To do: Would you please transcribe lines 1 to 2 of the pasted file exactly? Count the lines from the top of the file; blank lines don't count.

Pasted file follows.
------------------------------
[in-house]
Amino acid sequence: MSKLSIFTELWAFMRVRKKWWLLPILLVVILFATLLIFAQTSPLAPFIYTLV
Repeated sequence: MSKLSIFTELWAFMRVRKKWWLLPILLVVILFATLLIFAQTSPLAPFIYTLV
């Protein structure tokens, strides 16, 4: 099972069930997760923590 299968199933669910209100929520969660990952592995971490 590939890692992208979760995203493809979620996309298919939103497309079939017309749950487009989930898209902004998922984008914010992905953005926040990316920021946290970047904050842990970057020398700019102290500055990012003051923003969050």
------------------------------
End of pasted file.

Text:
[in-house]
Amino acid sequence: MSKLSIFTELWAFMRVRKKWWLLPILLVVILFATLLIFAQTSPLAPFIYTLV